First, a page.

Part of the issue is, in fact, the reality that the possibility of being part of so many things has never felt so easy.  Getting to know about exciting events, and about things we could get, or be part of, is just a click or notice away.  The very fact that we can get to more stuff, and get more stuff, is a constant reminder that we’re not doing or getting that stuff.

This has been a real observed phenomenon, particularly among the younger generations, and it has often been tied to higher rates of anxiety and depression, as getting massive doses of perfectly manicured lives can give the impression that our lives simply don’t live up to those of others, and we risk fearing that we’re missing out on something that everyone else is having, or getting to do.  Somehow, this may give the impression that we are not enough.

Of course, the bulk of this is an illusion, but it is hard to fight that sense that our lives somehow don’t measure up.

There is a better way.

What if, instead of focusing on those things we think we’re missing out on, we can cultivate a practice of intentionally missing out?

As I’ve already mentioned, the basics of this sense of having gaps between our lives and those of others is not that new, even though our current technology may make that gap feel even bigger.

And there have also been spiritual practices that invite us to grow in our sense of self and community by intentionally giving up some of the very things that we think we want more of.

Many faith traditions have some kind of practice that includes fasting.  This has typically been done by giving up certain foods, or giving food up at certain times (although this practice can be tricky for folks who have eating disorders or a complicated relationship with food).  But the concept can be extended beyond food, to giving up other things, or reducing our reliance on some material things, or maybe even taking up practices that centre our needs less to focus on others – and our relationship with them.

Some of us have looked into Muslim practices, which include fasting during the month of Ramadan.  Among other things, this practice invites contemplation about what we really need, as well as compassion for those who have less, by voluntarily sharing in part of the experience of doing without.  Almsgiving is also part of the Muslim practice, by sharing one’s wealth among the community through acts of charity.

Closer to our heritage, we’re now a couple weeks into the Lenten season that comes before Easter.  And some form of fasting has been part of observing Lent for a long time.  This can be seen as a re-enactment, a communal pageant, of the fasting that Jesus is said to have taken for forty days shortly before his death.

You might know that a Lenten fast has been done in different ways through history.  In Roman Catholicism, this has included giving up meat on Fridays, which is why fish might be a bit more popular around this time of year.

Many others extend the practice to giving something up… it is sometimes fashionable for chocolate to be one of those things, but many of us might choose something else to give up, or at least reduce, like a habit we’ve identified as being an issue in our lives.

I myself have previously given up social media for Lent, on more than one occasion.  As can be the case, a habit might come back in full force after the time of fasting, and that has sometimes been true for me with me with my social media fast.  But even then, having taken up that practice, at least for some time, has taught me something about myself and my relationships with others.  The practice has, indeed, become a rehearsal, an enactment of a “what if?” that has given me some real-life experience of what my life would look like if that fast became a more regular part of my routine.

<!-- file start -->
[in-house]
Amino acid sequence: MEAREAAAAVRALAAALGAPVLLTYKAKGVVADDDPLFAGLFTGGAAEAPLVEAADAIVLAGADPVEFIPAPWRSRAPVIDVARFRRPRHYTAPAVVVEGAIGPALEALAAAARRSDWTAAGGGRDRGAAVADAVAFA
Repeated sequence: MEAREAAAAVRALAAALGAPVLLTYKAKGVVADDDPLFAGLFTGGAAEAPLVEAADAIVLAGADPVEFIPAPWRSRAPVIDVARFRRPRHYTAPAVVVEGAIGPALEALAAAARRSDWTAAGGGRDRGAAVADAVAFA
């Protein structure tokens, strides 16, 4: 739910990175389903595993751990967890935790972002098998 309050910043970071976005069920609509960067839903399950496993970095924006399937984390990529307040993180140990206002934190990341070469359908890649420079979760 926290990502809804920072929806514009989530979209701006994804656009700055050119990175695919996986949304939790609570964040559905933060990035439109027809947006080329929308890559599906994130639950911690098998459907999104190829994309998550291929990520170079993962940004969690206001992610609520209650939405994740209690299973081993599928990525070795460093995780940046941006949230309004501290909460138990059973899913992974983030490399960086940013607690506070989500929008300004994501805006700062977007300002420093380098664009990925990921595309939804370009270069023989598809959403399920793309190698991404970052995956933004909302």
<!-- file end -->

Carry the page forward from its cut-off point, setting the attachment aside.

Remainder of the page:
Among the lessons learned is that I am usually happier when I do less social media.  Taking up the practice, even when temporarily, has offered me a glimpse of the realities that a different way of living can bring.  And it has increased my awareness that too much social media can be hazardous to my health.

And indeed, after a few trial-runs of the sort, I’ve noticed that, while I was never a particularly heavy user of social media, I now do it much less than in other years, even during “ordinary time”, sometimes going days or weeks without feeling the need to check the latest buzz or notices.

This doesn’t mean that we need to give these things up altogether.  In my case, I make use of social media for some ministry-related work, as well as some social connection, but it’s now a more balanced part of my life.  There is lower risk of FOMO, and there is a higher quotient of JOMO – the Joy of Missing Out.  Because sometimes the act of giving up also gives more of other things.  In my case, it’s been clarity as well as time – spending less time on one thing, allows for more time on other, perhaps more fulfilling things.

The author and journalist Oliver Burkeman, has recently written the book called Four Thousand Weeks: Time Management for Mortals.  The number four thousand may seem big in some contexts, but in this case, it refers to how many weeks are in the average human lifespan, which suddenly doesn’t sound like all that much.  In that scarcity, Burkeman finds the affirmation that, with limited time, we may feel the freedom to give up on taking on too much, to give up on the idea that we need to do it all, which was an impossible task to begin with (for those of us who are mortal).  And when we give up some things, we may find that we end up having more of other things.